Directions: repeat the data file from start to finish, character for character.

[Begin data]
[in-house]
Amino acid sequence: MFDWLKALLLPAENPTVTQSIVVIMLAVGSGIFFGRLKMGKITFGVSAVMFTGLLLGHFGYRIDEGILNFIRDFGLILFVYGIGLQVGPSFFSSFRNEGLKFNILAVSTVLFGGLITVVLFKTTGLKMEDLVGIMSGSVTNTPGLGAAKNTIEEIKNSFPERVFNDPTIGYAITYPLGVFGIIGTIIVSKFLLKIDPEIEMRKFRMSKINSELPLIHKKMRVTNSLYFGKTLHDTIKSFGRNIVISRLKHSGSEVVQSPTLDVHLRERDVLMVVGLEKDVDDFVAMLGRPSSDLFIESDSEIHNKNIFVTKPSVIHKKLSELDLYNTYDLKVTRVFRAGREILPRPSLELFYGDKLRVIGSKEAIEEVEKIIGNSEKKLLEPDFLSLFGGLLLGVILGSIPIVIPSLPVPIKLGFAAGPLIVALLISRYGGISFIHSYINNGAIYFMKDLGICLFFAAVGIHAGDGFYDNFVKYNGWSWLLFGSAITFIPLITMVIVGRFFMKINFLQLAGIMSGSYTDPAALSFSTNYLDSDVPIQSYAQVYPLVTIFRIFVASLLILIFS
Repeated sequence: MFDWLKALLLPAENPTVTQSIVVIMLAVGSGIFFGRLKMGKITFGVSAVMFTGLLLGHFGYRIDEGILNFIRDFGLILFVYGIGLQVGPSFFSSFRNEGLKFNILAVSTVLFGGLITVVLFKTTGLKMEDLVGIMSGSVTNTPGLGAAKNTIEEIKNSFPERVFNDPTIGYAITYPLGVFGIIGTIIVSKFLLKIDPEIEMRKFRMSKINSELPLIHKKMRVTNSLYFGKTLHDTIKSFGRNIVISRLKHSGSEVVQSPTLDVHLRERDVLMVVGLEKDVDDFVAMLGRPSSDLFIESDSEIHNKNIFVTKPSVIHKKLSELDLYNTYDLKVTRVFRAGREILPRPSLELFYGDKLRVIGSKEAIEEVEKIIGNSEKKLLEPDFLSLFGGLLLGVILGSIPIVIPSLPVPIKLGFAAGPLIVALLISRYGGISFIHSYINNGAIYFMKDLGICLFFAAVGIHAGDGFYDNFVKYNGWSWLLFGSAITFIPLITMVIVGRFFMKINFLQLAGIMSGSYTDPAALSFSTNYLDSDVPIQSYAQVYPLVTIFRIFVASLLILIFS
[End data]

[in-house]
Amino acid sequence: MFDWLKALLLPAENPTVTQSIVVIMLAVGSGIFFGRLKMGKITFGVSAVMFTGLLLGHFGYRIDEGILNFIRDFGLILFVYGIGLQVGPSFFSSFRNEGLKFNILAVSTVLFGGLITVVLFKTTGLKMEDLVGIMSGSVTNTPGLGAAKNTIEEIKNSFPERVFNDPTIGYAITYPLGVFGIIGTIIVSKFLLKIDPEIEMRKFRMSKINSELPLIHKKMRVTNSLYFGKTLHDTIKSFGRNIVISRLKHSGSEVVQSPTLDVHLRERDVLMVVGLEKDVDDFVAMLGRPSSDLFIESDSEIHNKNIFVTKPSVIHKKLSELDLYNTYDLKVTRVFRAGREILPRPSLELFYGDKLRVIGSKEAIEEVEKIIGNSEKKLLEPDFLSLFGGLLLGVILGSIPIVIPSLPVPIKLGFAAGPLIVALLISRYGGISFIHSYINNGAIYFMKDLGICLFFAAVGIHAGDGFYDNFVKYNGWSWLLFGSAITFIPLITMVIVGRFFMKINFLQLAGIMSGSYTDPAALSFSTNYLDSDVPIQSYAQVYPLVTIFRIFVASLLILIFS
Repeated sequence: MFDWLKALLLPAENPTVTQSIVVIMLAVGSGIFFGRLKMGKITFGVSAVMFTGLLLGHFGYRIDEGILNFIRDFGLILFVYGIGLQVGPSFFSSFRNEGLKFNILAVSTVLFGGLITVVLFKTTGLKMEDLVGIMSGSVTNTPGLGAAKNTIEEIKNSFPERVFNDPTIGYAITYPLGVFGIIGTIIVSKFLLKIDPEIEMRKFRMSKINSELPLIHKKMRVTNSLYFGKTLHDTIKSFGRNIVISRLKHSGSEVVQSPTLDVHLRERDVLMVVGLEKDVDDFVAMLGRPSSDLFIESDSEIHNKNIFVTKPSVIHKKLSELDLYNTYDLKVTRVFRAGREILPRPSLELFYGDKLRVIGSKEAIEEVEKIIGNSEKKLLEPDFLSLFGGLLLGVILGSIPIVIPSLPVPIKLGFAAGPLIVALLISRYGGISFIHSYINNGAIYFMKDLGICLFFAAVGIHAGDGFYDNFVKYNGWSWLLFGSAITFIPLITMVIVGRFFMKINFLQLAGIMSGSYTDPAALSFSTNYLDSDVPIQSYAQVYPLVTIFRIFVASLLILIFS